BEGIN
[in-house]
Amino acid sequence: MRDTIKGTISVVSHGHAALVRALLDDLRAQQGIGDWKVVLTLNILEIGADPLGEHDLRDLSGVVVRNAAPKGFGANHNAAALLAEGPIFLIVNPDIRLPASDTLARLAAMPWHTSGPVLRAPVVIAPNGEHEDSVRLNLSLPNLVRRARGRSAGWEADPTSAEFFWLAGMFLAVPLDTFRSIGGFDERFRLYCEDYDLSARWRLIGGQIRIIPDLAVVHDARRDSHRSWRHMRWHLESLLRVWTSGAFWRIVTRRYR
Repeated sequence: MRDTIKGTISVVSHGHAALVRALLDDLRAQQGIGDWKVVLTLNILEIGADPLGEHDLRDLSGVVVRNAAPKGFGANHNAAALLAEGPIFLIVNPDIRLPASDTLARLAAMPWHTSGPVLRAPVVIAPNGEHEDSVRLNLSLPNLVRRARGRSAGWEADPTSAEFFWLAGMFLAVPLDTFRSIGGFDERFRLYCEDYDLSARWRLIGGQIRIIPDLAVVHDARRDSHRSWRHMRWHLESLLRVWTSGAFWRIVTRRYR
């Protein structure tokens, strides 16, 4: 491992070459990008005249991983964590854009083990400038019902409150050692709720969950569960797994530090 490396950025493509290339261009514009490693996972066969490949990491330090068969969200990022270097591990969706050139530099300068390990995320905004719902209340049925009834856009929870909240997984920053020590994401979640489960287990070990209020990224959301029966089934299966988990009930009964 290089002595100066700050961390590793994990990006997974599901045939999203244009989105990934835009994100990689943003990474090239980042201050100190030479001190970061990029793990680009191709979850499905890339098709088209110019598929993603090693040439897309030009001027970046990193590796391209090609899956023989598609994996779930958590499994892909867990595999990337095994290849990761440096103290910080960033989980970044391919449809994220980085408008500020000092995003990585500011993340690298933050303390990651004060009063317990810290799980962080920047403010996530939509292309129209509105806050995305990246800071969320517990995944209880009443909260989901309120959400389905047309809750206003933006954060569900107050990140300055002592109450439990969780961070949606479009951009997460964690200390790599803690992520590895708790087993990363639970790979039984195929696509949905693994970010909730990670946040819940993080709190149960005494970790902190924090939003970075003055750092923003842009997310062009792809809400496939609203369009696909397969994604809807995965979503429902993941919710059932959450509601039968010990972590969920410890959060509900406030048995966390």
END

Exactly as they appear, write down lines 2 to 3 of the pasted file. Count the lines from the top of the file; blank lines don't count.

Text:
Amino acid sequence: MRDTIKGTISVVSHGHAALVRALLDDLRAQQGIGDWKVVLTLNILEIGADPLGEHDLRDLSGVVVRNAAPKGFGANHNAAALLAEGPIFLIVNPDIRLPASDTLARLAAMPWHTSGPVLRAPVVIAPNGEHEDSVRLNLSLPNLVRRARGRSAGWEADPTSAEFFWLAGMFLAVPLDTFRSIGGFDERFRLYCEDYDLSARWRLIGGQIRIIPDLAVVHDARRDSHRSWRHMRWHLESLLRVWTSGAFWRIVTRRYR
Repeated sequence: MRDTIKGTISVVSHGHAALVRALLDDLRAQQGIGDWKVVLTLNILEIGADPLGEHDLRDLSGVVVRNAAPKGFGANHNAAALLAEGPIFLIVNPDIRLPASDTLARLAAMPWHTSGPVLRAPVVIAPNGEHEDSVRLNLSLPNLVRRARGRSAGWEADPTSAEFFWLAGMFLAVPLDTFRSIGGFDERFRLYCEDYDLSARWRLIGGQIRIIPDLAVVHDARRDSHRSWRHMRWHLESLLRVWTSGAFWRIVTRRYR